The condition of US winter wheat has been of concern as historically unseasonable temperatures raise questions on the status of crops. Rains in the southern Planes has raised hopes for better crop conditions, but the lack of snow is still reason for unease.
The USDA Crop Progress and Condition Report released yesterday showed in contrast just how much rain Illinois received in December than in previous years. Statewide, precipitation averaged 6.7 inches, a whopping 4.01 inches above normal.
According to reports, 54% of winter wheat was rated “good” or “excellent” in Kansas.
In Illinois soft red winter wheat conditions declined too, to 58% good or excellent as of the end of last month from 67% in late November.
In Oklahoma, historically the second-ranked winter wheat growing state, the proportion of seedlings rated good or excellent was, at 77%, up markedly from the 51% reported in late November.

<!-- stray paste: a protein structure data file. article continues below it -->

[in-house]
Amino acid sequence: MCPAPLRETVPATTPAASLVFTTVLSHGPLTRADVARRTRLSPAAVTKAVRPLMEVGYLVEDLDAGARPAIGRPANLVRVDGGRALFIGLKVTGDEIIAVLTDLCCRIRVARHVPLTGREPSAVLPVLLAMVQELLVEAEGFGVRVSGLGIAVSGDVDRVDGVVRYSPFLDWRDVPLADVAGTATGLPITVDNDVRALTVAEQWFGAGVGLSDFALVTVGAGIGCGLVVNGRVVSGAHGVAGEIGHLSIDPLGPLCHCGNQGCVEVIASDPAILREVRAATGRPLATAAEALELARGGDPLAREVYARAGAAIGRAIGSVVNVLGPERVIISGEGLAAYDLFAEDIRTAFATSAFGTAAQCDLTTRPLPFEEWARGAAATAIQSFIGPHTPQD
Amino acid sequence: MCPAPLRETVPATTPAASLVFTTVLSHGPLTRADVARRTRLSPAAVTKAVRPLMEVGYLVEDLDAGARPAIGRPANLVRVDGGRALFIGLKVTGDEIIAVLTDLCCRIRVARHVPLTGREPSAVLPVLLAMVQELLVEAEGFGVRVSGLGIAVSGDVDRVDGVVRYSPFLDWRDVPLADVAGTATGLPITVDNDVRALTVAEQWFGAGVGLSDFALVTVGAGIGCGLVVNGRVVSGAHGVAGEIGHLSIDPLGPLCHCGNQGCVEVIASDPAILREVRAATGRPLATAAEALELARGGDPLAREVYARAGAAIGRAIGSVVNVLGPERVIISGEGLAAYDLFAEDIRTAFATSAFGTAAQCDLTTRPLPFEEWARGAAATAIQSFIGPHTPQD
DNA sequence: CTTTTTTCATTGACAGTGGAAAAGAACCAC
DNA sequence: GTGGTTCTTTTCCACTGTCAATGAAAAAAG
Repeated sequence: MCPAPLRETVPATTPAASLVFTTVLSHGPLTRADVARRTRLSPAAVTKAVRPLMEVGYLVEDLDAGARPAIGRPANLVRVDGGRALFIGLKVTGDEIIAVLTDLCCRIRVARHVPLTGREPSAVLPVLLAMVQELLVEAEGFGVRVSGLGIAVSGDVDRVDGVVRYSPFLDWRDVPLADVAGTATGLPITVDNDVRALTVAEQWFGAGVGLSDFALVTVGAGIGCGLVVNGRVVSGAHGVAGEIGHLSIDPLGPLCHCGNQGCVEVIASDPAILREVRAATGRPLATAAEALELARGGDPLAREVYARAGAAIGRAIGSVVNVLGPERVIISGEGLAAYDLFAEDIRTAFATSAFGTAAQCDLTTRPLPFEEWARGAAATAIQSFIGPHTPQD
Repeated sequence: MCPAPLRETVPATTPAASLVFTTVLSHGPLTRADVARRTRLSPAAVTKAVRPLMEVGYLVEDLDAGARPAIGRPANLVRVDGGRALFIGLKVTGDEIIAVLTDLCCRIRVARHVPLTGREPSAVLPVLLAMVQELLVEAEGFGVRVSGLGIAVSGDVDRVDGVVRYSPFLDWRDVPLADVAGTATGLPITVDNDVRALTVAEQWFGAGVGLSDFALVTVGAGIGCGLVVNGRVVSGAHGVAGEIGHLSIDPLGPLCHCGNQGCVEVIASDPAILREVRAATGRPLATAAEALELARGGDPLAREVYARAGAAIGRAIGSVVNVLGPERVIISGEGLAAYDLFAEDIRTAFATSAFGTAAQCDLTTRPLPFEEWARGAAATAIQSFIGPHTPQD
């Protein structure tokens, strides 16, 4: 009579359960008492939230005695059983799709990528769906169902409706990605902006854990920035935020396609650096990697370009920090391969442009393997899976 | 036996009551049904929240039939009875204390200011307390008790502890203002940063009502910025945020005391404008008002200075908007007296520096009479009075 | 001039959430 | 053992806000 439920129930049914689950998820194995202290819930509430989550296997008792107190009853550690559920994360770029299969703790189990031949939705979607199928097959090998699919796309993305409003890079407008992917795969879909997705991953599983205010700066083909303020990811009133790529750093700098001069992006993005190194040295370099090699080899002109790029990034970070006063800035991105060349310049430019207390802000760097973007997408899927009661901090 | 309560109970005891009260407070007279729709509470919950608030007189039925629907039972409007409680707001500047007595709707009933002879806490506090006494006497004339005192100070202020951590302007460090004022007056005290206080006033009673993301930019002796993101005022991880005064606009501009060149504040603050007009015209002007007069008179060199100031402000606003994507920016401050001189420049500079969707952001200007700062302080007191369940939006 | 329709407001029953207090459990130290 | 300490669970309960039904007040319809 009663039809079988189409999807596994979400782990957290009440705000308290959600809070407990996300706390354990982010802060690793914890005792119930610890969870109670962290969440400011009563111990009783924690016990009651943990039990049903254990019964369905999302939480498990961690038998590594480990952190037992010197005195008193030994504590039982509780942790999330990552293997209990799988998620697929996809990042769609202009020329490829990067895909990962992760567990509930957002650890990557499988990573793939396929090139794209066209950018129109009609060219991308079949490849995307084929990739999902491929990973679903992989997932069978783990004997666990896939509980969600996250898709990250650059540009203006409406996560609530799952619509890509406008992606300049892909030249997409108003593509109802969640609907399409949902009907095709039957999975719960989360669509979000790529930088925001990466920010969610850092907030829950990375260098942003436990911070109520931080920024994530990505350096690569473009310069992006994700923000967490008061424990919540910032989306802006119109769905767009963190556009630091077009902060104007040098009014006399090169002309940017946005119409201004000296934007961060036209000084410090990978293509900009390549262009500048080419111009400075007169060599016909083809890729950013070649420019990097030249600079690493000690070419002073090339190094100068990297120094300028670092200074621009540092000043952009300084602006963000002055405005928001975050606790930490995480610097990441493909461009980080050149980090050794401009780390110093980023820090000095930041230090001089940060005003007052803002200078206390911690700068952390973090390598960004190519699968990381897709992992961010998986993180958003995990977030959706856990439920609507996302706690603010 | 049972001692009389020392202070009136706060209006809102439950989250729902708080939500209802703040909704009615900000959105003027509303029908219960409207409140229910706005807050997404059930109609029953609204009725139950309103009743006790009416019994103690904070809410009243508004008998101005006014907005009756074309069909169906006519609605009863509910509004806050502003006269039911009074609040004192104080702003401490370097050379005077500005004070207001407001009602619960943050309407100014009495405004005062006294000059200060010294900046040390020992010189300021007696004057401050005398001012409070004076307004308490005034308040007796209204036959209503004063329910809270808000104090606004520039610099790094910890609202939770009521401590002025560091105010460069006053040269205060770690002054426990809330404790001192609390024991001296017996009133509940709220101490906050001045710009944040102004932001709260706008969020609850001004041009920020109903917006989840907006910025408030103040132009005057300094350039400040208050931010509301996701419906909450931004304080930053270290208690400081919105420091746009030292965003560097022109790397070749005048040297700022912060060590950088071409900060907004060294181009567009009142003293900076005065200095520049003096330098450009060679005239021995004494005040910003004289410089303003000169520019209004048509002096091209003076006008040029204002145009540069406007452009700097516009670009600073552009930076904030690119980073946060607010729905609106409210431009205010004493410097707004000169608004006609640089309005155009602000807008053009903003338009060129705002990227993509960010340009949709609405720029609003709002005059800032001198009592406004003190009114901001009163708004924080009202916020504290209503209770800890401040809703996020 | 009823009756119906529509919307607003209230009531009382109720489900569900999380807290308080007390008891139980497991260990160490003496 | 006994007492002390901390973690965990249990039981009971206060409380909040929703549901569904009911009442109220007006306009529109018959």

The reports reflect the elimination of drought from the southern Plains, with 0.0% of both states rated as in drought, compared with figures a year ago of 37.5% for Kansas and 62.0% for Oklahoma. Oklahoma received rainfall ranging from 6.1 inches up to 13.16 inches in the south east.
Despite the added moisture, the lack of protective snow cover on winter wheat crops has been lacking.
The proportion of Colorado winter wheat rated good or excellent was, at 54%, up 3 points since late November, although below the 62% figure a year before.
“As the month closed, snow cover was present in many areas, limiting fieldwork activities,” USDA scouts said to Agrimoney, flagging frozen soils late in the month.
USDA officials noted conditions which were 30% drier than normal for December, while temperatures were 3.5 degrees above the typical level.